(2019) Stainless steel fermented, this is a juicy, ripe take on Sauvignon, a bit more herbaceous than the Klein Constantia, a little more weight and leesy texture too. There’s a green bean oiliness to the texture and flavour, dry, full textured and juicy.
(2019) Blend of 70% Sauvignon and Semilion made it 600l barrels, around 18% new. A small percentage is made in clay amphora. Subtle, nutty character, great crispness to the nose - crunchy apple and lemon, but a sheen of sophistication. Deliciously tangy orange and lemon fruit and acidity.
(2019) Mostly Merlot, with around 35% of the two Cabernets, matured in French oak, around 28% new, the remainder 2nd and 3rd fill. There’s a leafiness here, and earthy and lightly bloody character to the plum fruit. Bittersweet plum, chocolate and cherry with a bit of chicory bitterness adding to the gastronomic appeal. Very ripe in the mouth.
(2018) Partner to the newly-introduced Chardonnay, and also bottled with the innovative twist off cork, this is a very nicely-pitched Sauvignon, showing both grassy, herbal zing and a ripe fruit profile. Touches of lychee and mago give an exotic flair, and the acidity balances that ripe fruit nicely into the finish.
(2018) For many, the main interest in this wine might be the closure on the bottle: the innovative 'Helix', an unscrewable cork, featured on wine-pages four years ago when it was announced, but appearing on a commercially available wine in the UK for the first time - watch the video for information and a demonstration of the cork, which is also on the Sauvingnon Blanc partner to this wine. The wine itself is a nicely fresh and crunchy Chardonnay, very lightly-oaked, and focused on succulent pear and more tropical fruit, with a herbal tang and lemony-fresh acidity. It's a nice example of restrained but ripe Chardonnay, and the cork is certainly a talking point.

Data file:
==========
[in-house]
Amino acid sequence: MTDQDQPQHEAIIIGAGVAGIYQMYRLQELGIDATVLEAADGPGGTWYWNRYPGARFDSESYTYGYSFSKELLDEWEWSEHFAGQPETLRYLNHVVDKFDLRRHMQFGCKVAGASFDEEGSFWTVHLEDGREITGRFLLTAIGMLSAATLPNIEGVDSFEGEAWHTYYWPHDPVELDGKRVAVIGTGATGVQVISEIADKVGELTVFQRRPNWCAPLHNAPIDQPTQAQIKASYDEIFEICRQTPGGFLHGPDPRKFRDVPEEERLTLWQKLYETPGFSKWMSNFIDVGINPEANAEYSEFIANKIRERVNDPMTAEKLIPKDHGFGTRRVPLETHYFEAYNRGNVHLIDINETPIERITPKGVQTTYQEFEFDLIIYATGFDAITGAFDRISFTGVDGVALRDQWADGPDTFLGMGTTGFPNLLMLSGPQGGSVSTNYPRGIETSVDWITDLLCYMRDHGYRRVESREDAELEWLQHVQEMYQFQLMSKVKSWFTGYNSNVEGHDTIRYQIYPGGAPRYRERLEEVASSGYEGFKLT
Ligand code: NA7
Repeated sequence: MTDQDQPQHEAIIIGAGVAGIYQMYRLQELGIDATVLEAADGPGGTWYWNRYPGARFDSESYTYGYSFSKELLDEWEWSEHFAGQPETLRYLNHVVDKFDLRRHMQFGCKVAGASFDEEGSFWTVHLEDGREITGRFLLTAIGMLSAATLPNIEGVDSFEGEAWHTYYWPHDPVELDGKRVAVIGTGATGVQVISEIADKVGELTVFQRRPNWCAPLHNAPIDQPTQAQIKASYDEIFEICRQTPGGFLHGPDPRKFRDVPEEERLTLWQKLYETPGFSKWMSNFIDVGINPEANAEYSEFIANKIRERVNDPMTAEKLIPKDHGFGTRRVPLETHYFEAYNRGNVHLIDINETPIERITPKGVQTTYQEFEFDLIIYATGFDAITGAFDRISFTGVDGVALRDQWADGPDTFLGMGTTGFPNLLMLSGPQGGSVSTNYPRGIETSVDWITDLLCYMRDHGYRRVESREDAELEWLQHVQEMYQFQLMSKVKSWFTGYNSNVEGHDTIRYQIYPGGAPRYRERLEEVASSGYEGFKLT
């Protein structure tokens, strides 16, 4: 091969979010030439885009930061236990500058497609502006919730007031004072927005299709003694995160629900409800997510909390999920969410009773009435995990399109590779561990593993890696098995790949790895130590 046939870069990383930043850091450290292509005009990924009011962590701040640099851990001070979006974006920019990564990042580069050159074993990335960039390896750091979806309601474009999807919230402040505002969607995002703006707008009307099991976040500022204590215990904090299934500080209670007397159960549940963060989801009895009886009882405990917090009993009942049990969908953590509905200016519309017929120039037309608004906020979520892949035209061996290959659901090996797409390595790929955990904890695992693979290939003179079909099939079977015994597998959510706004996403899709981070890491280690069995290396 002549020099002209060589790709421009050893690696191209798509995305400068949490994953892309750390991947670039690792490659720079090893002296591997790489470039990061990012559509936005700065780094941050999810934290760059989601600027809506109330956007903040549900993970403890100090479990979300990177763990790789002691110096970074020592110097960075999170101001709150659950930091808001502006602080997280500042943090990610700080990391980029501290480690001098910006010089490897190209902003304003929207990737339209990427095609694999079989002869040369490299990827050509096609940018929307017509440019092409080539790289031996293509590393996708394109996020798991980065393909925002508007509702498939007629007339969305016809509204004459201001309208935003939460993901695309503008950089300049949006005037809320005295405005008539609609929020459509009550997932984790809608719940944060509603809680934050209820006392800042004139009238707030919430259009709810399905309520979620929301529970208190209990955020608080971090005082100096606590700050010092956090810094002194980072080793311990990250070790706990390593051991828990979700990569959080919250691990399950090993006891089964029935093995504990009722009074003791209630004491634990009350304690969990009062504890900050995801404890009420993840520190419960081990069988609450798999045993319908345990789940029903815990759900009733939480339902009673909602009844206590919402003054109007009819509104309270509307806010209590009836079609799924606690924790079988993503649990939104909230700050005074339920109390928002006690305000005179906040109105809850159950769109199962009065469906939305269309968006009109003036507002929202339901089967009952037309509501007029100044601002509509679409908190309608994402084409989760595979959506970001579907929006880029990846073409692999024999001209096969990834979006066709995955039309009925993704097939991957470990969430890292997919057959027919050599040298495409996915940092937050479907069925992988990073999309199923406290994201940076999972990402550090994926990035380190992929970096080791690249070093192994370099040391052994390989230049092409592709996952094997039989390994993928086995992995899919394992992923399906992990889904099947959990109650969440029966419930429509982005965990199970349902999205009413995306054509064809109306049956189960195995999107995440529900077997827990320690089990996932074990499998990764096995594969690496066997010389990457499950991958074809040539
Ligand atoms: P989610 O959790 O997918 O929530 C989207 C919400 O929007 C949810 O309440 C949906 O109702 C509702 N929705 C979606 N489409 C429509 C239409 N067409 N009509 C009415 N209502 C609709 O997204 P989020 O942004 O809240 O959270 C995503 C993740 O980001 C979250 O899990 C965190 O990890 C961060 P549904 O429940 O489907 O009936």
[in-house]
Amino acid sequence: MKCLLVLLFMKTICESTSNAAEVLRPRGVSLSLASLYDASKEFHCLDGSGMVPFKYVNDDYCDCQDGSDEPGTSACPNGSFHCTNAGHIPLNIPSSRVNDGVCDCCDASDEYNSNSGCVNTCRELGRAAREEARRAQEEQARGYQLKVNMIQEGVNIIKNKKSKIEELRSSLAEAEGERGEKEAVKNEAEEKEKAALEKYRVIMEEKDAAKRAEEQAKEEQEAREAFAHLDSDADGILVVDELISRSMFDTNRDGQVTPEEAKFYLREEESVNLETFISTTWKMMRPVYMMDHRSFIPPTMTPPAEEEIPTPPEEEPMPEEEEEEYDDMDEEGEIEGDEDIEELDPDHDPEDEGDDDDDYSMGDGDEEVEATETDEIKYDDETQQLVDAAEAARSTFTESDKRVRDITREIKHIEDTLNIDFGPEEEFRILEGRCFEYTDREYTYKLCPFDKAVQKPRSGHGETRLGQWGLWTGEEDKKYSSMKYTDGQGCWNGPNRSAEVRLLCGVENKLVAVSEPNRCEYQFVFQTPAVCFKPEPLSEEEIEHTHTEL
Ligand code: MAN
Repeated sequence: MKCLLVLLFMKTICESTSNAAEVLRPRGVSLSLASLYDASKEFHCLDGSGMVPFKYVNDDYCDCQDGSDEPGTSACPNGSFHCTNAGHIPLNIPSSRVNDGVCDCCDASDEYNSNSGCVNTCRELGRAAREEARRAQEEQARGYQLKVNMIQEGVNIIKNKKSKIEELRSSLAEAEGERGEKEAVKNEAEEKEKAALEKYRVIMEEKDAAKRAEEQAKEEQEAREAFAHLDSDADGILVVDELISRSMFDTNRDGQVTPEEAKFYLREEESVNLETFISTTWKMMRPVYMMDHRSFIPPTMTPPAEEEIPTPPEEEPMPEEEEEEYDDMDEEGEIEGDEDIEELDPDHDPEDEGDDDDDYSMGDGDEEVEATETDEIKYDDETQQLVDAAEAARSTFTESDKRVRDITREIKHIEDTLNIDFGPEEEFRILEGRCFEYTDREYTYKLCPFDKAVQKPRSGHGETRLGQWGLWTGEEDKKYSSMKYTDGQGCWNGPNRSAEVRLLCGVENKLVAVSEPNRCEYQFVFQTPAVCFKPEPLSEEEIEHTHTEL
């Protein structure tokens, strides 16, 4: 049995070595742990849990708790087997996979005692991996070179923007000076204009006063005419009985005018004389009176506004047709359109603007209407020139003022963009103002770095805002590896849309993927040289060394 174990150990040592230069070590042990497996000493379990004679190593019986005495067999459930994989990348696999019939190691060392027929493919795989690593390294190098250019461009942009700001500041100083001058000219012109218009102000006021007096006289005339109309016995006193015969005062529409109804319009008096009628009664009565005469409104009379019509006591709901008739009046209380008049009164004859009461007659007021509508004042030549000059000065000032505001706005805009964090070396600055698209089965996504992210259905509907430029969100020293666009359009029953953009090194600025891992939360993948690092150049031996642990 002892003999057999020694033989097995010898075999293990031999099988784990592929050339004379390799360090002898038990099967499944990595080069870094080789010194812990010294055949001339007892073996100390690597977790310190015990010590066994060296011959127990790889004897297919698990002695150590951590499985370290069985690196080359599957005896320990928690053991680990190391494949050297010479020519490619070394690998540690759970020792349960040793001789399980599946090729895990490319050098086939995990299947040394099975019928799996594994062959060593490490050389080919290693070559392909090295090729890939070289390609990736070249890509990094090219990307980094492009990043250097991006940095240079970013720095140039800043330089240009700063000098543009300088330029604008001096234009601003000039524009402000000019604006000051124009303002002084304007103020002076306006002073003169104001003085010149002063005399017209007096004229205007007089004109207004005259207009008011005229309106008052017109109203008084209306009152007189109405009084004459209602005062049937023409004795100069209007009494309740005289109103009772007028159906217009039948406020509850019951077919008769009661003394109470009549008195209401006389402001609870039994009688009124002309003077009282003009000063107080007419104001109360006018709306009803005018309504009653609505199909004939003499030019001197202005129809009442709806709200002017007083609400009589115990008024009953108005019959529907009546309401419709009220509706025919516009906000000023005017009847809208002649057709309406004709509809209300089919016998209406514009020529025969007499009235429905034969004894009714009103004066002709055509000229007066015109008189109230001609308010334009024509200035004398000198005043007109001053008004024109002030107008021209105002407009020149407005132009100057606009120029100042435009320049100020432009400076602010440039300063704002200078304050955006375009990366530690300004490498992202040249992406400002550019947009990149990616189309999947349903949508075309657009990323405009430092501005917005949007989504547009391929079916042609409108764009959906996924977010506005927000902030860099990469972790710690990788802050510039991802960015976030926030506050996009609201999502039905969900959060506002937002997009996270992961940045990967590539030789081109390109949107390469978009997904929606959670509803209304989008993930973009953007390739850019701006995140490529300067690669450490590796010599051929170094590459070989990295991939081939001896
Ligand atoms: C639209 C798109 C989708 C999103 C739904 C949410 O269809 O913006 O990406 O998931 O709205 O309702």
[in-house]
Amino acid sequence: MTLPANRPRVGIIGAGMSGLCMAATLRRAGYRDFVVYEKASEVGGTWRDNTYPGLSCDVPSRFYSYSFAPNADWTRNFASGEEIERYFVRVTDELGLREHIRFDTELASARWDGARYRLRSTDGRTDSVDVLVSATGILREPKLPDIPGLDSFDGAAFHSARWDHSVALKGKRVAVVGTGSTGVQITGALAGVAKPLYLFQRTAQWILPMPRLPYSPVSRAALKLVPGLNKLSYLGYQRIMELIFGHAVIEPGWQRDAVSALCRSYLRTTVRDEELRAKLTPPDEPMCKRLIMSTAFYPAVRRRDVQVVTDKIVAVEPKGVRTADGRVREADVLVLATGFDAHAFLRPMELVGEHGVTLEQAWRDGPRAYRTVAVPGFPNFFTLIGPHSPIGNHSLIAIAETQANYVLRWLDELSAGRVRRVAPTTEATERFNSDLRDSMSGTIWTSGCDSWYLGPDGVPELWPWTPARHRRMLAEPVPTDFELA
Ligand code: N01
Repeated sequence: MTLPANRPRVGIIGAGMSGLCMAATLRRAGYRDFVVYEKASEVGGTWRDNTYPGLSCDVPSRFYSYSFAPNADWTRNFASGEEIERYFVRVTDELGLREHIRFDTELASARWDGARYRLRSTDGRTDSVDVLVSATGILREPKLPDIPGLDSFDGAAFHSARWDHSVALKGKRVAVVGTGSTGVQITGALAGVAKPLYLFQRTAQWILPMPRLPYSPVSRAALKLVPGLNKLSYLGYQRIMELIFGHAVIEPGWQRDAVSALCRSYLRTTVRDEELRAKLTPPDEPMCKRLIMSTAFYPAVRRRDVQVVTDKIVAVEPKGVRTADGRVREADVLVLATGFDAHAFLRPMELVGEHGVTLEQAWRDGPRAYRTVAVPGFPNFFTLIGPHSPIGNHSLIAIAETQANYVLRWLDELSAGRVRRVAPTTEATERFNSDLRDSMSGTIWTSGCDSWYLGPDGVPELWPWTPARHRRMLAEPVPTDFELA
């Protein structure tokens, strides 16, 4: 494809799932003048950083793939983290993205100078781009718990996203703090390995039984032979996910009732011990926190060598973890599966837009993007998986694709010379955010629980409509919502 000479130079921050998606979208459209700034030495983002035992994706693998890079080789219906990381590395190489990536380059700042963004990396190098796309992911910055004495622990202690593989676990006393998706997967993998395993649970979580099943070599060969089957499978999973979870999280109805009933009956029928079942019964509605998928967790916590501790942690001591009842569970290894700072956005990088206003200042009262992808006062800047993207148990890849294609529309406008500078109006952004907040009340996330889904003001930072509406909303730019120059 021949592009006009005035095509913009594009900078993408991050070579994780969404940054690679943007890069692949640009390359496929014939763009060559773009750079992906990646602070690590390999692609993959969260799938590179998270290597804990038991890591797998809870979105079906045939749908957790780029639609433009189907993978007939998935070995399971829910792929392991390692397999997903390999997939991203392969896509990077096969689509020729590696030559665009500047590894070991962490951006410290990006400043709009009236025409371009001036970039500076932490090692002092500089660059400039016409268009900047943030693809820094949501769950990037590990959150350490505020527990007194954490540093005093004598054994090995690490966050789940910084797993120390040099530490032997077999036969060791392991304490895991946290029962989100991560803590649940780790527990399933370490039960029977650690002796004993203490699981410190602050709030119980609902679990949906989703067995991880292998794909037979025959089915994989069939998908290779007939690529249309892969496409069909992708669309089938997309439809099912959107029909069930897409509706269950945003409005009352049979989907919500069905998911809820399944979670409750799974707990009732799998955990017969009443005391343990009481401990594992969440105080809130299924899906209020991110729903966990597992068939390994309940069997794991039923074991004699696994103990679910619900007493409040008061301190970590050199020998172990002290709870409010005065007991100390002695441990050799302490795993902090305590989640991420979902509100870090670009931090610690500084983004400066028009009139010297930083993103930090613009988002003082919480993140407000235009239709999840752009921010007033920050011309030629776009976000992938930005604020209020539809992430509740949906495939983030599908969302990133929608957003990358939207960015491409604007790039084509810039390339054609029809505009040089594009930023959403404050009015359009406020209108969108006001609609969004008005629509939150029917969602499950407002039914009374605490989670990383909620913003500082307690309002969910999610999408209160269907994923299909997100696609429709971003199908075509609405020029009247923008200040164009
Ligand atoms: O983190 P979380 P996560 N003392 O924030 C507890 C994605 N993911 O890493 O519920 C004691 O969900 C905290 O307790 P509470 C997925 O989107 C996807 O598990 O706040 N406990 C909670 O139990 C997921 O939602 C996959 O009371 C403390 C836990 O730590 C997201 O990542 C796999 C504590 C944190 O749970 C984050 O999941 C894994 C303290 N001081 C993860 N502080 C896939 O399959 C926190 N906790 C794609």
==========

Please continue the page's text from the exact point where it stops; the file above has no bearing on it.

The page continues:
(2017) What a superb wine this is from Gagnard, from an organic vineyard in the Hautes-Côtes de Beaune owned by grower Caroline Lestimé. Aged for 12 to 15 months in barrel, one-third new, there is obvious nutty, creamy oak overlaying the citrus and apple, with a nice sour, cabbage nuance that adds a complex, savoury note. The palate brims with zesty fruit, but that cashew and Brazil nut character is there, and a burst of refreshing, almost tangerine or lime acidity. A delightful white Burgundy.
(2016) This wine, made from a vineyard planted in the 1990s with cuttings from the RunRig vineyards, is aged in barrels that were used for last year's RunRig. A Shiraz/Viogner co-ferment. Absolute peachy Viognier presence here, with lots of perfume and the plush black fruit coming through.  Big, chewy palate, lots of fruit concentration and black fruit skins, lots of extract and liquorice chewiness and density. Firm, firm tannins, and certainly needs time (when it's score might edge higher too).
(2016) Another determined Provence Rosé from Le Grand Cros, hefty in alcohol with its 14% yet surprisingly delicate in colour, aroma and flavour. Pale salmon-peach in colour, the nose is dry with a hint of salty minerals, apples and lemon rind. In the mouth a delicious burst of full fruitiness, citrus and red berries, all nicely proportioned and balanced with the acidity in another fine wine from the Faulkner family's estate.
(2016) A barrel sample. Again following a modern, more aromatic and Muscat style, not so much raisined character,  a more pure fruit aroma, all the florals again and even a hint of geranium leaf lift. Full of delicious, cool fruit and a warming, fudge like hint of depth and sweetness. Seems very fine indeed and promises great things.
(2016) I just love the unforced, natural concentration of this Pinot Noir from vineyards neighbouring Pommard. It's the epitome of an iron fist in a cashmere glove, as gentle bracken and cherry flavours flatter, before a stripe of intense concentration, liquorice and endive is revealed. It's core has concentrated acidity and tannins, whilst those crisp red fruit flavours and sappy, young twig freshness is energising. The opposite of blockbuster, but hugely pure and decisive, it should cellar five years+.